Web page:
My childhood was the last great childhood in America.
Everyone says so.
It’s not about me, it’s about timing and geography.
The time was the 1960’s and the place was a small town in northern California.
Kids had freedom back then and there.
We roamed free like wildebeest, from fields where we road bikes, to the river where we threw rocks, ending up at an old oak tree with a fort about 20 feet off the ground. We’d take peanut-butter-and-jelly sandwiches up there and maybe some potato chips. Prone on our bellies with our chins resting on our stacked fists, we’d swear undying allegiance to each other and pick apart the cool girls who were going on vacation to Disneyland or taking ballet lessons.
And there was the irrigation flume.
That’s the second time I almost died.
The first was in the ocean in Santa Cruz.
Peg Brown, a neighbor whose mom had a beach house there, pulled me out of the surf and gave me a hot dog. I was four.
The flume presented an irresistible attraction. It was back behind our neighborhood, bordering the large open grain field. Woodsy and cool in the brutal heat of summer and far away from any adult interference. It was only about 4′ wide and 3’deep, but the water flowed fast and it was cold. Not cool, cold. The old flume was elevated and we loved to run the boards.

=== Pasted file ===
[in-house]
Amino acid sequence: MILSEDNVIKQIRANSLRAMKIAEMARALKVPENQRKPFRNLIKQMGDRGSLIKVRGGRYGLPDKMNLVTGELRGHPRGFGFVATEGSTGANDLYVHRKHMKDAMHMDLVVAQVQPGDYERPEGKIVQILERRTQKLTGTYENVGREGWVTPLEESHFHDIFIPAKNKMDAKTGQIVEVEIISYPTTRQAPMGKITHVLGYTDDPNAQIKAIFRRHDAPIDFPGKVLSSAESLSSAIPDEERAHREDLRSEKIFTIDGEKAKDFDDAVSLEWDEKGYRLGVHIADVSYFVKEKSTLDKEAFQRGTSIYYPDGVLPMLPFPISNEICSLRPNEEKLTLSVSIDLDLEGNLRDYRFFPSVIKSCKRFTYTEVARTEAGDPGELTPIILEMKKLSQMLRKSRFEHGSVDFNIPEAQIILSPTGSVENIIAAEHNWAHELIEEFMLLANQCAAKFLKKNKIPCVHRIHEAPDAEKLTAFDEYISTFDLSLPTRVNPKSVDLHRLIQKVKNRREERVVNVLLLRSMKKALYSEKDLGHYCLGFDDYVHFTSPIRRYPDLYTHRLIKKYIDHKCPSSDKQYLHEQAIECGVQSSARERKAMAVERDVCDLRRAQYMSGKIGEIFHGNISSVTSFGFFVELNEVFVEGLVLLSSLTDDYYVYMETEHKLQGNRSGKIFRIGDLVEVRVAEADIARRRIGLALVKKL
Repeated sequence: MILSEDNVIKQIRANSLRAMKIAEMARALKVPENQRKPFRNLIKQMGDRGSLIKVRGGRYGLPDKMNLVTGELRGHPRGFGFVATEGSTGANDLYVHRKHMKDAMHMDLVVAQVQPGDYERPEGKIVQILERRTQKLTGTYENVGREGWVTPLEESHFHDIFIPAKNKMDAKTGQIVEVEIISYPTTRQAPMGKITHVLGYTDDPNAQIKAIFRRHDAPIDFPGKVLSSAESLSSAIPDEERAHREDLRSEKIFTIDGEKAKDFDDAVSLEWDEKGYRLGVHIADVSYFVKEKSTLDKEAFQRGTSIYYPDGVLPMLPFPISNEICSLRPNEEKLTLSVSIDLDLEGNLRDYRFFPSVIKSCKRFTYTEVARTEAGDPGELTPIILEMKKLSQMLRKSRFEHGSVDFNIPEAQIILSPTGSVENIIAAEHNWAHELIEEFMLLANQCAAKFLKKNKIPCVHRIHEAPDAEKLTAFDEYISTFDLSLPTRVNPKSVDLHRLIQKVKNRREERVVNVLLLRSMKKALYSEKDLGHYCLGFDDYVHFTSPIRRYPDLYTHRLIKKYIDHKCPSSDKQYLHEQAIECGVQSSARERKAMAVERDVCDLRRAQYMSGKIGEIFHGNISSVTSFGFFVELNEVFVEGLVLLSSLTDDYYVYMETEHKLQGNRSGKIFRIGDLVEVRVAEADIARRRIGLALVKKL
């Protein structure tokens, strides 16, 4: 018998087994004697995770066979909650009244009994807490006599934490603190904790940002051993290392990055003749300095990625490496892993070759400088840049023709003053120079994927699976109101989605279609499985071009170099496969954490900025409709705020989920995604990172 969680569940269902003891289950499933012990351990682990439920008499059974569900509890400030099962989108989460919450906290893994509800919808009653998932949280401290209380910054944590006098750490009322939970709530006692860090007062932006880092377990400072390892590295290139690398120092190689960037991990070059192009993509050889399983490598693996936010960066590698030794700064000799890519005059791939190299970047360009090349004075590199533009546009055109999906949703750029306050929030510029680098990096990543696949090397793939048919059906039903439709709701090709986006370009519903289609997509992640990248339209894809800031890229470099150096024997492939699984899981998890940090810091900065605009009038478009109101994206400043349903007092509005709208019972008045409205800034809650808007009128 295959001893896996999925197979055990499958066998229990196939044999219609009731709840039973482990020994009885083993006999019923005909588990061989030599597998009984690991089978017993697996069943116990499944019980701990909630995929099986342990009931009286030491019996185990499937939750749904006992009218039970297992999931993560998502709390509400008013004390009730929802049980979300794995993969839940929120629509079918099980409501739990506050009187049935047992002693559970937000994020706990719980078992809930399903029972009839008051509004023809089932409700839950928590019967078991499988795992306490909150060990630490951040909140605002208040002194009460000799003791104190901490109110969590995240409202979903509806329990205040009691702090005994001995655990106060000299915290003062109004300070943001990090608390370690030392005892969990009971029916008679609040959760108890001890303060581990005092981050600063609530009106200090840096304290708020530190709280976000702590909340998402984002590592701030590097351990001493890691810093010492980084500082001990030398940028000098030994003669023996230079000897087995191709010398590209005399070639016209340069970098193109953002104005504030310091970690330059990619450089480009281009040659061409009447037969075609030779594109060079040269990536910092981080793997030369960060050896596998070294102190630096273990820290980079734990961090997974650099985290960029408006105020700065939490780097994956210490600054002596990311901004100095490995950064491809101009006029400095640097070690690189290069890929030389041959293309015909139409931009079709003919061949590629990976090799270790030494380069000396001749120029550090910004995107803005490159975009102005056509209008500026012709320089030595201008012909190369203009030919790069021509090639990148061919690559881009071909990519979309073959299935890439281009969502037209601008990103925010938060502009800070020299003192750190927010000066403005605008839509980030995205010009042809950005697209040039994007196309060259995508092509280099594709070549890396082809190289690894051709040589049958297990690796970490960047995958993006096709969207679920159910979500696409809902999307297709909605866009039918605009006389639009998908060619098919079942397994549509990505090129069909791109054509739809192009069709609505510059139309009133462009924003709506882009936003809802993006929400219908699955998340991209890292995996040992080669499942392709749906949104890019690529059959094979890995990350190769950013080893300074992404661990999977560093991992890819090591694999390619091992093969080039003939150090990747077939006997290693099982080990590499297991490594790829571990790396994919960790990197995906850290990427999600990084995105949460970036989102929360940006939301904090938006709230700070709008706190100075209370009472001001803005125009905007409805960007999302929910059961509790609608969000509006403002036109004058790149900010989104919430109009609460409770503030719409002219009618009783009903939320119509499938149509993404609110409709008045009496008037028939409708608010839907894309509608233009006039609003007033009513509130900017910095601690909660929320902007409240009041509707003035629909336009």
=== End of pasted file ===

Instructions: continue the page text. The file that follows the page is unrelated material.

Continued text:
Constructed of a metal bottom it was topped with 2 x 4’s and running along them was child’s play.
A 3′ tumble to the ground was your safest option if you slipped.
Fall into the flume and you were in real danger.
What followed was a fast ride to a steep drop that dumped the unused water, and anything in it, right back into the Sacramento River.
Every kid in our neighborhood knew the river was swift, cold, and deadly.
Grown men drowned in it while fishing.
Steep banks offered no purchase and cold temperatures afforded little time.
We showed due respect and kept our distance.
But the flume seemed to us unconnected to the river.
Childhood reckoning is notoriously foolish and ignorant of risk.
Challenge and competition were in our play.
I was good, but one day I caught my toe and lost my stride.
My slight frame slipped between the boards and the shock of cold sucked the breath right out of me.
We were three that day on the flume.
Cathie, who was ahead of me, dropped over a 2 x 4 and grabbed my arm. Like spaghetti hanging over a fork, she dangled and struggled to keep her balance, lest she join me. Scrawny 11 year old arms found strength beyond their years. Terri caught up to the terror and together they dragged me up and out.
Can kids have a rush of adrenaline?
Maybe there was an ‘angel assist’.
Because I shouldn’t have lived through it.
By the next summer we had discovered boys.
Danger on an all together different scale.
That’s a story for another day.
. . .and in your book were written, every one of them,
the days that were formed for me,
when as yet there was none of them.